Medicine by the Numbers

A Collaboration of and AFP

Statins in Persons at Low Risk of Cardiovascular Disease


Am Fam Physician. 2017 Nov 1;96(9):online.


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No statistically significant mortality benefit

1 in 21 experienced pain from muscle damage

1 in 217 avoided a nonfatal heart attack (myocardial infarction)

1 in 204 developed diabetes mellitus

1 in 313 avoided a nonfatal stroke



No statistically significant mortality benefit

1 in 21 experienced pain from muscle damage

1 in 217 avoided a nonfatal heart attack (myocardial infarction)

1 in 204 developed diabetes mellitus

1 in 313 avoided a nonfatal stroke

Details for This Review

Study Population: Adult patients, typically 50 to 70 years of age, at varying cardiovascular risk levels but primarily without pre-existing cardiovascular disease; most studies enrolled patients with some elevation in blood cholesterol, and most performed run-out phases (i.e., removing those who did not tolerate the drug or take it consistently)

Efficacy End Points: Death, heart attack (myocardial infarction), stroke

Harm End Points: New-onset diabetes mellitus, muscle symptoms

Narrative: Statins may prevent clotting events by reducing cholesterol and arterial plaque in blood vessels. Vascular diseases are important causes of death and disability, and there is evidence that statins reduce mortality, heart attacks, and strokes in those at high risk (20% or higher 10-year risk of cardiovascular disease).1 Whether the drugs should be used for persons at lower risk, however, is controversial.2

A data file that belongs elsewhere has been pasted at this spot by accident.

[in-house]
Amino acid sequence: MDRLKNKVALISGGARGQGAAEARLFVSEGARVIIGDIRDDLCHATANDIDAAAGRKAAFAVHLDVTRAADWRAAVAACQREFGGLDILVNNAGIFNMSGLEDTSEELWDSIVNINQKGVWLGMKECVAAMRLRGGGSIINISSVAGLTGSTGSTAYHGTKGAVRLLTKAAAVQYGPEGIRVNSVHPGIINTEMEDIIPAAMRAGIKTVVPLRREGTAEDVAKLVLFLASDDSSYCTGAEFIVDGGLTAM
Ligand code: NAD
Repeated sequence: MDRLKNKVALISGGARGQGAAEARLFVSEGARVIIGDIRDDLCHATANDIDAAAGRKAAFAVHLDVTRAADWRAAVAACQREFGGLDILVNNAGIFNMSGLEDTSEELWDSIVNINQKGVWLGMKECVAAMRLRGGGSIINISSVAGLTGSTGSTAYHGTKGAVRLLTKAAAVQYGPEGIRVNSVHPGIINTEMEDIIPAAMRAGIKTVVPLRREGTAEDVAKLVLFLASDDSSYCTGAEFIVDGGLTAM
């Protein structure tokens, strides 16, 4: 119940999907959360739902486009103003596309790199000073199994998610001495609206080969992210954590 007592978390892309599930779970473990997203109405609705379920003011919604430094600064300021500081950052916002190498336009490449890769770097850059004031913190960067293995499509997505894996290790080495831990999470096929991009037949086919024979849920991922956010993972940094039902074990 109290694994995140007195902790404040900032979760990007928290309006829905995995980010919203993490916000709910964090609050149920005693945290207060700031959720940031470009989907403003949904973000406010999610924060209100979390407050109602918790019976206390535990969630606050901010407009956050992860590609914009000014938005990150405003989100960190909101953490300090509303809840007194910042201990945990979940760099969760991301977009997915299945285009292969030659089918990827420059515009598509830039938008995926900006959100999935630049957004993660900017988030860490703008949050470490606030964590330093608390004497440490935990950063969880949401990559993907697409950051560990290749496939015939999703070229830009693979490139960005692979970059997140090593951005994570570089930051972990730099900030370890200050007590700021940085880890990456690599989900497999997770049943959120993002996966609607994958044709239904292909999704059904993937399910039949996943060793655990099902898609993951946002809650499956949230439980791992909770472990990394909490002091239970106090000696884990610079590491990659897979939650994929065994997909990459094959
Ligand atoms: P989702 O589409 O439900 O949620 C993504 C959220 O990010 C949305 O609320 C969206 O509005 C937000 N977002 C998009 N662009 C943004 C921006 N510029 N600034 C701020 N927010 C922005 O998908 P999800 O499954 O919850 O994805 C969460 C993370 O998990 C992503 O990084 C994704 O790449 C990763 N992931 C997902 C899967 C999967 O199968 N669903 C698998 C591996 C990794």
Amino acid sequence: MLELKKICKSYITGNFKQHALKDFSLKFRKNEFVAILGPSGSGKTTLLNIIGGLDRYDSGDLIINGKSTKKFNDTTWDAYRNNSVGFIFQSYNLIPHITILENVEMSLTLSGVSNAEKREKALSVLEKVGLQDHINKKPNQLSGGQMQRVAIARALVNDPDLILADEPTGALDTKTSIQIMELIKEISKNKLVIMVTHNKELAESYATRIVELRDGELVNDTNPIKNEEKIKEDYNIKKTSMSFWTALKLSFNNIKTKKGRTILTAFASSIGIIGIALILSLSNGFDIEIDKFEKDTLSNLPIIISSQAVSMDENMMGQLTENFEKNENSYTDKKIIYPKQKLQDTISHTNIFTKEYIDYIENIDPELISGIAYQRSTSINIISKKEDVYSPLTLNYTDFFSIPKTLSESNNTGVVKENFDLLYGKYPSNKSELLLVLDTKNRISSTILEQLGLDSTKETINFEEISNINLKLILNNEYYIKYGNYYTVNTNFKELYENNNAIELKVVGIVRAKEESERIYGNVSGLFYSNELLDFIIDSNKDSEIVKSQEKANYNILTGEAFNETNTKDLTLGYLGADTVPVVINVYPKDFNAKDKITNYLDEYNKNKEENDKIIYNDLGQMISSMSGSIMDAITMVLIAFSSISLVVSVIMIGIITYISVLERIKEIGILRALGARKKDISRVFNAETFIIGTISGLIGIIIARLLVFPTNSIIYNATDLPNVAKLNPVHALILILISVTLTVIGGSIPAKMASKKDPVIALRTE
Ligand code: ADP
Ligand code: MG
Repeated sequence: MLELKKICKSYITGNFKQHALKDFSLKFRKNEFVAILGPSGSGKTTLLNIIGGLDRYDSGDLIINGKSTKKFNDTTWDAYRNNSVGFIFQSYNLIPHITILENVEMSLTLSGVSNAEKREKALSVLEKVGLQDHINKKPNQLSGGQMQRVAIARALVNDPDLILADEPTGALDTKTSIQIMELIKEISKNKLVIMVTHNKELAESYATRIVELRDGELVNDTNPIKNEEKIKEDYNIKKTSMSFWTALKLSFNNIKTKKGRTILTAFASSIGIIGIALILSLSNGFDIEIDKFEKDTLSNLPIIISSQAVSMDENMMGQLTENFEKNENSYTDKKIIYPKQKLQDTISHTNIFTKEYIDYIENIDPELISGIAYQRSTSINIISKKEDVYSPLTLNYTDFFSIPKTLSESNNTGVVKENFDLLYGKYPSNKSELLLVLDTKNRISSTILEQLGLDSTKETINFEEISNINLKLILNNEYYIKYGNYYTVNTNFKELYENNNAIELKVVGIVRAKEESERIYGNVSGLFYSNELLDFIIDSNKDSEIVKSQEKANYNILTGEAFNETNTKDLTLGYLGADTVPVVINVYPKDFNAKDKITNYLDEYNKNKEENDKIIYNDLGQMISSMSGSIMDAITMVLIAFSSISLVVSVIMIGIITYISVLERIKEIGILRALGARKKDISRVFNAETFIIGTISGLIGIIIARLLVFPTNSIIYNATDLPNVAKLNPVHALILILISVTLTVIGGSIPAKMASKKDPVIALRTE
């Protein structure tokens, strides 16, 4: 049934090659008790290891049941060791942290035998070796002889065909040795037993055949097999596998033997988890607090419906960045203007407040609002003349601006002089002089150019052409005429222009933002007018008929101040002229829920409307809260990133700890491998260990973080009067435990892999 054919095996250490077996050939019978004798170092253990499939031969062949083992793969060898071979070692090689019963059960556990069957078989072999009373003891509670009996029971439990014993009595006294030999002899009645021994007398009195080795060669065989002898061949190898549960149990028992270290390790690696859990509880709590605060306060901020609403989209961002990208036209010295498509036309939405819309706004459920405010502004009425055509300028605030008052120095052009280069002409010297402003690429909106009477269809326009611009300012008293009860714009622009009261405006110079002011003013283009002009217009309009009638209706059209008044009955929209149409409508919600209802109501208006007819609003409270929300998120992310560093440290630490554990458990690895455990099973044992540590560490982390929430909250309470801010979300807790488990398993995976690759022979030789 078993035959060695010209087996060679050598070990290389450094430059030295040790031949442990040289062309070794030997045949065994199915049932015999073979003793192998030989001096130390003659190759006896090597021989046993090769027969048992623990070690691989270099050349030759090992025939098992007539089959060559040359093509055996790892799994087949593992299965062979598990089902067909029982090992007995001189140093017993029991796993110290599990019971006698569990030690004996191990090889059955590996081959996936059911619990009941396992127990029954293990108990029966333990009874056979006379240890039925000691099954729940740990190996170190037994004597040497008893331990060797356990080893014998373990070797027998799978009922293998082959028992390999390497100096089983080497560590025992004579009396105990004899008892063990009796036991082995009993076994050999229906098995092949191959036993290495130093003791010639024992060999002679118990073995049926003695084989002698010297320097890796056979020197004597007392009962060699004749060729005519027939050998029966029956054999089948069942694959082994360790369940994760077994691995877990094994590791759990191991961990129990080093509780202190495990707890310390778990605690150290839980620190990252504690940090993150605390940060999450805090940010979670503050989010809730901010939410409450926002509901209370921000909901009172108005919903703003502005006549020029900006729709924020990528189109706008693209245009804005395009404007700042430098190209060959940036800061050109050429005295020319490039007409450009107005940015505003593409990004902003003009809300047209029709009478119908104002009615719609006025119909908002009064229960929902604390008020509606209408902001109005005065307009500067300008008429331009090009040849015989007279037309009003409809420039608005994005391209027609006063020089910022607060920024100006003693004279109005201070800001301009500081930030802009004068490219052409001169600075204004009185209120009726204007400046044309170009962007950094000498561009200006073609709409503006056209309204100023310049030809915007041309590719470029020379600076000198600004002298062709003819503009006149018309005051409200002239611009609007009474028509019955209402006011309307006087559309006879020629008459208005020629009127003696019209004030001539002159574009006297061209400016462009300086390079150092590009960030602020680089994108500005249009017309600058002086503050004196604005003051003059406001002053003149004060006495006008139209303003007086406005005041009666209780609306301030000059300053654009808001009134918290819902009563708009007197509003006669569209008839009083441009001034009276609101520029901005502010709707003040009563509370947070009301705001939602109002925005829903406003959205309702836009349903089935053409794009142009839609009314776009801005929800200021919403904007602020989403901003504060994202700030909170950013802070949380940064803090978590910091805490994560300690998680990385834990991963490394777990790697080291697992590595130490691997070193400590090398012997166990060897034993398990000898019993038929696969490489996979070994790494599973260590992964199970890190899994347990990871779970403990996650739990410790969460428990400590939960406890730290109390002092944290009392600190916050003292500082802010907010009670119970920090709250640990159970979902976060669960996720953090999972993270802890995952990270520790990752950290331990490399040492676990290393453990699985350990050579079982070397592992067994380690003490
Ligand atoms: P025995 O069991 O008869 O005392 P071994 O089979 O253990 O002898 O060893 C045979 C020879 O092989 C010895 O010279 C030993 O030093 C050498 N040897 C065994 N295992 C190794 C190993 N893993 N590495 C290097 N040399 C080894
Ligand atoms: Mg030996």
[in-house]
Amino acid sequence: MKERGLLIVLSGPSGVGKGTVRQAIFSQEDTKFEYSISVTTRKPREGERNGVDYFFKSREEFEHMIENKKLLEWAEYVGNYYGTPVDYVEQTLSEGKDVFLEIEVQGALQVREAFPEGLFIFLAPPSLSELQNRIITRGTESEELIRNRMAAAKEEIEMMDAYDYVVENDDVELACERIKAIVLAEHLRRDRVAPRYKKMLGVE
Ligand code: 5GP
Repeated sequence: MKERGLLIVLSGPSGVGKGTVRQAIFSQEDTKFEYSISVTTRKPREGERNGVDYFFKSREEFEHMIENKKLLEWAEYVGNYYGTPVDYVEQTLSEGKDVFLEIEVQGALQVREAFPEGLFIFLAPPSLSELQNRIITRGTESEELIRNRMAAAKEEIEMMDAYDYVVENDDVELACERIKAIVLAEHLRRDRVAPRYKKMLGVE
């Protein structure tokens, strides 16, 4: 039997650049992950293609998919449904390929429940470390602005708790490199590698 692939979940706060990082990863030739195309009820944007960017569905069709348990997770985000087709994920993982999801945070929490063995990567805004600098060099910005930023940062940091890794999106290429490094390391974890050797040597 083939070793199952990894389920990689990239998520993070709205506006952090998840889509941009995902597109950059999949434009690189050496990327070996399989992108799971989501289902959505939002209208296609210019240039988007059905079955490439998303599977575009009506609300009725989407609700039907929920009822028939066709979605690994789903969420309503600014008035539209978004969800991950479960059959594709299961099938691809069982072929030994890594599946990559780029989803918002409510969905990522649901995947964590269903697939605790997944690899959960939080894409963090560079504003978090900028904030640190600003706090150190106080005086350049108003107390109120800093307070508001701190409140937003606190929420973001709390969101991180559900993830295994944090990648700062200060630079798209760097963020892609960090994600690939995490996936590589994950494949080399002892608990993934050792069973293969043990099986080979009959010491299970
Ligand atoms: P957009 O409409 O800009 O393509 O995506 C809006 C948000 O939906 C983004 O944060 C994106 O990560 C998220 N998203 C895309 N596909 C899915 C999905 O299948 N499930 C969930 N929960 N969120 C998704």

The summary of the 2012 Cholesterol Treatment Trialists (CTT) meta-analysis is unique because it shows trial results according to baseline risk.3 For nonfatal stroke and nonfatal heart attack, the CTT meta-analysis does not show outcomes based on risk and does not report them separately from fatal events. Therefore, the U.S. Preventive Services Task Force (USPSTF) review of statins for primary prevention is used for these end points.4 The occurrence of adverse effects associated with statins is summarized from three sources: the USPSTF summary of serious adverse events (generally, all illnesses and those requiring hospitalization),4 one randomized trial of statin-induced muscle damage,5 and the largest meta-analysis of statin-induced diabetes.6

The CTT meta-analysis, which included 22 trials with more than 130,000 patients, showed no statistically significant mortality benefit from statins in the two low-risk groups (lower than 10% and lower than 20% 10-year risk), separately and combined.3,7 Conversely, the USPSTF, pooling data from 15 trials with more than 70,000 patients, found that 0.4% fewer patients taking a statin died than patients taking placebo (number needed to treat [NNT] = 250).4 Importantly, some of the trials in the USPSTF analysis included high-risk patients or patients with cardiovascular disease.